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Journal of Inherited Metabolic Disease

, Volume 34, Issue 1, pp 111–119 | Cite as

Cobalamin status in children

  • Anne-Lise Bjørke-Monsen
  • Per Magne Ueland
Homocysteine and B-Vitamin Metabolism

Abstract

Cobalamin and the metabolic markers methylmalonic acid and total homocysteine undergo marked changes during childhood. In breastfed infants a metabolic profile indicative of cobalamin deficiency is common. Symptoms of cobalamin deficiency in children differ with age, presenting a continuum from subtle developmental delay to life-threatening clinical conditions. The symptoms may be difficult to detect, particularly in infants, and there tends to be a diagnostic delay of several months in this age group. Several reports show that even moderate deficiency in children may be harmful, and long-term consequences of neurological deterioration may persist after cobalamin deficiency has been treated. Given the crucial role of cobalamin for normal growth and development, possible widespread infantile deficiency needs attention. Cobalamin deficiency should be considered a differential diagnosis in children with subtle symptoms, and strategies to prevent cobalamin deficiency in mothers and children should be addressed.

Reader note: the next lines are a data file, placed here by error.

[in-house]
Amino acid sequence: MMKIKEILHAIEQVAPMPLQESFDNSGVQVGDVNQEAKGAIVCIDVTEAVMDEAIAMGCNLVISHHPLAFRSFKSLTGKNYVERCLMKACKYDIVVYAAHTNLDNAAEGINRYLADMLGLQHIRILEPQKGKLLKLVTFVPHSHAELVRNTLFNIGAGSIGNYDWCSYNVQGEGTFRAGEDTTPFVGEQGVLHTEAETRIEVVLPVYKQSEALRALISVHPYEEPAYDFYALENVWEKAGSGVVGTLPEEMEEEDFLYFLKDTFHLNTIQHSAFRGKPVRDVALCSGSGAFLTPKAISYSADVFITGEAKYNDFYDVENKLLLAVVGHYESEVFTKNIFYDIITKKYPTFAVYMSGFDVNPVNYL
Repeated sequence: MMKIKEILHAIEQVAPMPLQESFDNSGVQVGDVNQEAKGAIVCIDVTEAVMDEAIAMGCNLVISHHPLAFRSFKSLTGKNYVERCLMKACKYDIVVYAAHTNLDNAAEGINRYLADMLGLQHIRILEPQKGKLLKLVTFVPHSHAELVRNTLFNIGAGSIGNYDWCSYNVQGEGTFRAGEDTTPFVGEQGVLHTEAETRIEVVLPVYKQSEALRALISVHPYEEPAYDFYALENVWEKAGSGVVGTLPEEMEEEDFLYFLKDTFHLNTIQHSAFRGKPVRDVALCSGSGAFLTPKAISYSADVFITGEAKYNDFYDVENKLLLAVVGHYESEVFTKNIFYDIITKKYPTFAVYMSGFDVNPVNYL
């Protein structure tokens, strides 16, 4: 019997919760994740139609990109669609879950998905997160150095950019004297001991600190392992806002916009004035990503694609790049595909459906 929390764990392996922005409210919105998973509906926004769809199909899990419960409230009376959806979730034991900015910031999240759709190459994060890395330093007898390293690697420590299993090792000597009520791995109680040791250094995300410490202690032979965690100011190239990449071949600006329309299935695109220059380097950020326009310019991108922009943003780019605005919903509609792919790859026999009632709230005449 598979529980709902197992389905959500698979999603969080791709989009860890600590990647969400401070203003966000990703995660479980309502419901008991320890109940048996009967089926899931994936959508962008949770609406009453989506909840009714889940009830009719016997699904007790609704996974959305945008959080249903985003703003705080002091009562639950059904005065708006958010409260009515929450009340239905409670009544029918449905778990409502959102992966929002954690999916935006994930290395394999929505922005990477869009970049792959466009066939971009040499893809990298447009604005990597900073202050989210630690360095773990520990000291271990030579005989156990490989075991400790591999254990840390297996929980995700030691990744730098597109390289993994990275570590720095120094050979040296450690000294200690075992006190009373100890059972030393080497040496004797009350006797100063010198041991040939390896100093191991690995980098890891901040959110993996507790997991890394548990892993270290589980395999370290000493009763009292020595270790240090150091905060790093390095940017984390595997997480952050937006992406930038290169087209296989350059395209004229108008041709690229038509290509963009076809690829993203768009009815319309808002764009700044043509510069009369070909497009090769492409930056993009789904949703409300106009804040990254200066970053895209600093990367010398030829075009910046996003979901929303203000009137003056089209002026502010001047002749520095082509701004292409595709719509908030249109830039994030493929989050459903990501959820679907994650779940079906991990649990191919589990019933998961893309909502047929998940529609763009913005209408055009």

Keywords

Exclusive Breastfeed Cobalamin Recommend Dietary Allowance Plasma tHcy Intestinal Parasite Infection 
These keywords were added by machine and not by the authors. This process is experimental and the keywords may be updated as the learning algorithm improves.

Abbreviations

BMI

body mass index

methylmalonyl CoA mutase

methylmalonyl coenzyme A mutase

MMA

methylmalonic acid

MRI

magnetic resonance imaging

PPI

proton-pump inhibitors

RDA

recommended dietary allowances

tHcy

total homocysteine

WHO

World Health Organization

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© SSIEM and Springer 2010

Authors and Affiliations

  1. 1.Laboratory of Clinical BiochemistryHaukeland University HospitalBergenNorway
  2. 2.Section of Pharmacology, Institute of MedicineUniversity of BergenBergenNorway

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